It’s hard to get back to the same position in the same company because the processes have changed and a lot of information was passed around informally.

        It’s not hard at a different company that is using other products for version control, builds, project management and most likely other frameworks and entirely different programming concepts. You would have to learn those anyway. Even then things change only gradually… .NET is from 2000, Java is from the nineties, JavaScript was hot 10 years ago, HTML is 20 years old, OOP is approaching 30 years in mainstream. REST, WPF, SOA are each 10 years in the field already.

        And then there are companies like mine that are using an older language that has many existing applications out there. Half of my employees were well in the 50ties when I hired them.

        Reply
      • Edward September 18, 2013, 10:54 am

        Lance, the vast majority of the work I get in IT is for old dated technologies. Somebody who’s no longer with an organization set something up in an obscure programming language or on an old server and it’s now broken. The client doesn’t care about upgrading to the latest and greatest, they just want their old jalopy to work again. …I sigh, shake my head, and fix it. I would venture that there’s more money to be made in supporting old Fortran and dBase systems than there is helping people configure their latest iPhone apps. I get calls from people who need help because they still have important documents stuck on 1.44MB floppy disks. A recent graduate is really screwed if he/she has to go in and repair something written in dBase IV. So, that’s where I come in.

        Reply
    • homehandymum February 17, 2014, 4:17 pm

      Another stay at home parent here. When I worked it was in a biomedical research facility, so very firmly in the “Other” category. ‘Biochemist’ is not a common feature of these job lists :)

      We now home educate our munchkins, so no return to full-time work in my near future, and I have no desire to go back to lab work anyway. Currently working on some little side-hustles, but mostly working on the Frugality side of the equation, while my partner concentrates on the Earning side. (I just worked out how to fix my broken washing machine – a $15 part and you tube to the rescue. go me.)

      Reply
  • Brandon Curtis September 17, 2013, 8:26 pm

    I bet we have a preponderance of engineers!

    Reply
    • MoneyAhoy September 18, 2013, 7:44 am

      Mechanical engineer here – checking in for duty!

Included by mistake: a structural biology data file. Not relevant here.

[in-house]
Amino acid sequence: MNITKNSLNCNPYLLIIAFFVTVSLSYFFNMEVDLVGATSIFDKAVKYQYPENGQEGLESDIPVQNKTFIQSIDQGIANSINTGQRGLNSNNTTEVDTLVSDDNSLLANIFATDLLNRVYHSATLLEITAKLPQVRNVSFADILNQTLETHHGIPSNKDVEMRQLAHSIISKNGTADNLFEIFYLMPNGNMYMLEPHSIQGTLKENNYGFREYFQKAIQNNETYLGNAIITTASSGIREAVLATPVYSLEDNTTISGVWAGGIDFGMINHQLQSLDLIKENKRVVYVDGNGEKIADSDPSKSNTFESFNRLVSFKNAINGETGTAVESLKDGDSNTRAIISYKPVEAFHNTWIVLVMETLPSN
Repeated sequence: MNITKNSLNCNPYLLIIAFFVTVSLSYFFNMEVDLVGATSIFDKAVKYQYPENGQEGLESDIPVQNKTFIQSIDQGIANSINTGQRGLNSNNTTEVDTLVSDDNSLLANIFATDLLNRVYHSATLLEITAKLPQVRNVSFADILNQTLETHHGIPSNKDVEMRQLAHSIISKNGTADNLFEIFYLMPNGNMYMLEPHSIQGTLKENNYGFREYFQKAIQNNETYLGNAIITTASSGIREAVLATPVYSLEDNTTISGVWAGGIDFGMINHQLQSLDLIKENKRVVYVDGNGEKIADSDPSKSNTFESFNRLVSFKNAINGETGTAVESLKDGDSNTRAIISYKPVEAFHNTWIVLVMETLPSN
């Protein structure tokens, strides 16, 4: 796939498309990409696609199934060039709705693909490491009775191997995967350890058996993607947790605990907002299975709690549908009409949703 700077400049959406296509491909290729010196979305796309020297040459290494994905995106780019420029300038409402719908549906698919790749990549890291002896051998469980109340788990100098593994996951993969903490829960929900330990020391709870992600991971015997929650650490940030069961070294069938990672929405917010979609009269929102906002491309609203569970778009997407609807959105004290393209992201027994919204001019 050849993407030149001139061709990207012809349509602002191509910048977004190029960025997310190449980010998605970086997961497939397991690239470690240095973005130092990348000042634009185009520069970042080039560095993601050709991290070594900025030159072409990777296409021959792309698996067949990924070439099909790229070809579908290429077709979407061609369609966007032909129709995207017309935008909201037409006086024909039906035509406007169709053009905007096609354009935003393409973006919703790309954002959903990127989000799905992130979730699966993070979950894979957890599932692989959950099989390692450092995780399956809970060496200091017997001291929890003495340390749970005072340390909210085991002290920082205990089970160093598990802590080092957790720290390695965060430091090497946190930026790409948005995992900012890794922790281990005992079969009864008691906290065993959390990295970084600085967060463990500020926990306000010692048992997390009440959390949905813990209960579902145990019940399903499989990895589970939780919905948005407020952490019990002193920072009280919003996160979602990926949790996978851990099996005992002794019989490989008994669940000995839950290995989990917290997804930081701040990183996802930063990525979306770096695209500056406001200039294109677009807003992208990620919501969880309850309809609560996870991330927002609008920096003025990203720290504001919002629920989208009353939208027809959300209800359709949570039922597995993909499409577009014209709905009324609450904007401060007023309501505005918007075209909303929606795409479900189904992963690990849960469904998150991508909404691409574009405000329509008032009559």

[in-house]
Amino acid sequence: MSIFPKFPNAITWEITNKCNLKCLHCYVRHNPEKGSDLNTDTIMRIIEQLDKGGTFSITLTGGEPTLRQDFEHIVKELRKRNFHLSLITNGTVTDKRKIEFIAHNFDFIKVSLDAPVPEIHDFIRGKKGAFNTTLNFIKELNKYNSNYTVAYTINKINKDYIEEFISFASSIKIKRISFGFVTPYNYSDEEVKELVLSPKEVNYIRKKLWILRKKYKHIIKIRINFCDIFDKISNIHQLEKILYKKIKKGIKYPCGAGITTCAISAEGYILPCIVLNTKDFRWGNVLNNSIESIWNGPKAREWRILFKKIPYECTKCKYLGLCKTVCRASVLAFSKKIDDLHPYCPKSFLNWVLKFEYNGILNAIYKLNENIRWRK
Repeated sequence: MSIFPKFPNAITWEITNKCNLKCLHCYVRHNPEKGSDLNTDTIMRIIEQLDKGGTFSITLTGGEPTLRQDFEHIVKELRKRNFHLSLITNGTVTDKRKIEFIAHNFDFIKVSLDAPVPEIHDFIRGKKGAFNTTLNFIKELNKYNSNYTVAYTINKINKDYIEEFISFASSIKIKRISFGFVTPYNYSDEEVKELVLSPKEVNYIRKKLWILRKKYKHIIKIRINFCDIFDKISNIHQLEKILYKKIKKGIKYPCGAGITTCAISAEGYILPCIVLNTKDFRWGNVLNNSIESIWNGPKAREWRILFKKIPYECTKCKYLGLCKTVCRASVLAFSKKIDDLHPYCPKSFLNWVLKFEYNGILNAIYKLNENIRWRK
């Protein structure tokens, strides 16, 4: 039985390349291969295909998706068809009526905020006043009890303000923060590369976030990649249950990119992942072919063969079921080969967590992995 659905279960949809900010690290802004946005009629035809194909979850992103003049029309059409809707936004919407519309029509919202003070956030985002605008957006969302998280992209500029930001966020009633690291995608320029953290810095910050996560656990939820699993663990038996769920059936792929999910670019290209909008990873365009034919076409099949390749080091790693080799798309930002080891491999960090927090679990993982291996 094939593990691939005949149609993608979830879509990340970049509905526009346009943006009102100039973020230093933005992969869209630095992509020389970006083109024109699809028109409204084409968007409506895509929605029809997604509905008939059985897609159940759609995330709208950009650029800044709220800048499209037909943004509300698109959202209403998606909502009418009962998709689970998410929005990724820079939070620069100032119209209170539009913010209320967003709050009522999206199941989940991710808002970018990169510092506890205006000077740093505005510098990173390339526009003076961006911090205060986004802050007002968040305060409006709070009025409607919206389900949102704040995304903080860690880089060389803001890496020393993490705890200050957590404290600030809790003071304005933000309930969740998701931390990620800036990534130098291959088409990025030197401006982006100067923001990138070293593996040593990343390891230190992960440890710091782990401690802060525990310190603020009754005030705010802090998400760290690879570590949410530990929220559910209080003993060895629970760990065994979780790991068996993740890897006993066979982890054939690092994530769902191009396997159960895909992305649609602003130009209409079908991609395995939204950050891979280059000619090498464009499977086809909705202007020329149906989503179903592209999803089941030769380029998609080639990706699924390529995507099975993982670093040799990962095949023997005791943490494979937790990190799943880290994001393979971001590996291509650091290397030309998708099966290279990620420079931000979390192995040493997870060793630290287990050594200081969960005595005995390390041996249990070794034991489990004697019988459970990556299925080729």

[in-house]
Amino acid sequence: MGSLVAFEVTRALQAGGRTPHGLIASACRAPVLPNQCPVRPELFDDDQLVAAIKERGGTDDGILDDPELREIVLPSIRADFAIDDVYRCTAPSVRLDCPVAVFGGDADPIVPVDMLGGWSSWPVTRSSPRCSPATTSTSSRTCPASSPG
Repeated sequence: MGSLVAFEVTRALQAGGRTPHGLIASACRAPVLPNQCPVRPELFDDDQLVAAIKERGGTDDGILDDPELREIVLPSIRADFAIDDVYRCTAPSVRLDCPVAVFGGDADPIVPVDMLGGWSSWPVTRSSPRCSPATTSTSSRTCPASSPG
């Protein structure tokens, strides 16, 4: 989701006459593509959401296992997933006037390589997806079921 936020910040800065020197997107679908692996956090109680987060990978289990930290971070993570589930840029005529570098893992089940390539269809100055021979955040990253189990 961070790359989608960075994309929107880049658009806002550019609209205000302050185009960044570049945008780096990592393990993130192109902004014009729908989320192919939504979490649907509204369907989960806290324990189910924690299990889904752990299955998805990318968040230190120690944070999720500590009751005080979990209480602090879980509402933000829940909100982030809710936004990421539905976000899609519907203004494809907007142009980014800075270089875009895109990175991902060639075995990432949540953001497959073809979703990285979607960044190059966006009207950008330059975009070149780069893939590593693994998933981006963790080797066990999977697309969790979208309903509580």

Reply
      • izzy September 18, 2013, 1:24 pm

        Another MechE here. Grad student still!

        Reply
    • Peter September 18, 2013, 12:57 pm

      Mechanical Engineer >:D

      Voting shows Software, Engineering, and High Tech are well represented.

      Reply
    • Doug September 18, 2013, 1:35 pm

      Electrical Engineer, largely retired now. It figures we would have engineering types here. My thoughts are if I can understand why a fluorescent lamp is more efficient than an incandescent lamp, or how a power transformer with low eddy current and hysteresis losses is more efficient, and many other examples of efficiency I can transfer those skills to improving efficiency in my own life. That translates to more savings and having to work less, just like how a generator works less if appliances are more efficient.

      Similarly, back in March there was a topic about the stock market. I said you should invest like a governor that gives the engine more fuel when the speed is low (more money into stocks when they are cheap) and less fuel when the speed is high (buy less or sell some stocks when they are expensive). Such a ridiculously simple investing scheme ultimately leads to a better rate of return.

      Reply
      • Johnny Aloha September 18, 2013, 4:25 pm

        In theory, true. But how do you know when the stock market is high? I’ve thought it was high for about 8-12 month, and therefore I’ve missed out on some pretty good returns.

        Reply
        • Doug September 19, 2013, 6:44 pm

          You don’t always know when the stock market is high, but if you keep an asset mix of equities and fixed income and your percent of equities goes up (and usually fixed income goes down) it’s time to rebalance, taking profits from equities and putting it into fixed income. When equities drop, reverse the flow just like the governor.

          Sometimes there are signs the economy is peaking and it’s time to take profits. I recall seeing those signs in 2006-07. I walked into a book store and saw books like: Start Late, Finish Rich and others that suggested endless optimism. I even read an article in the Business Section of The Globe and Mail suggesting that the economy is better managed now (I’ll understand if you break into a fit of hysterical laughter and fall off your chair!) and recessions are a thing of the past. Traditionally your age is the percent you should have in fixed income investments. I read articles suggestion you greatly increase the amount you have in equities because they outperform all other assets. That may be true, but the presence of such articles suggests the market is near a peak. When you read all this nonsense about how the good times are going to go on forever it’s time to take a defensive stance. That’s like the engine with the RPMs red lining because it’s being forced to go far beyond the setpoint, like a fully loaded truck descending a 10% grade in low gear. At that speed the governor clamps the throttle shut (make damn sure your fingers are out of the way!) with a ton of force and if you monitor the fuel injectors you’ll see they are continuously turned off and delivering no fuel. The engine is using compression and internal drag to absorb power and thus behave like a brake.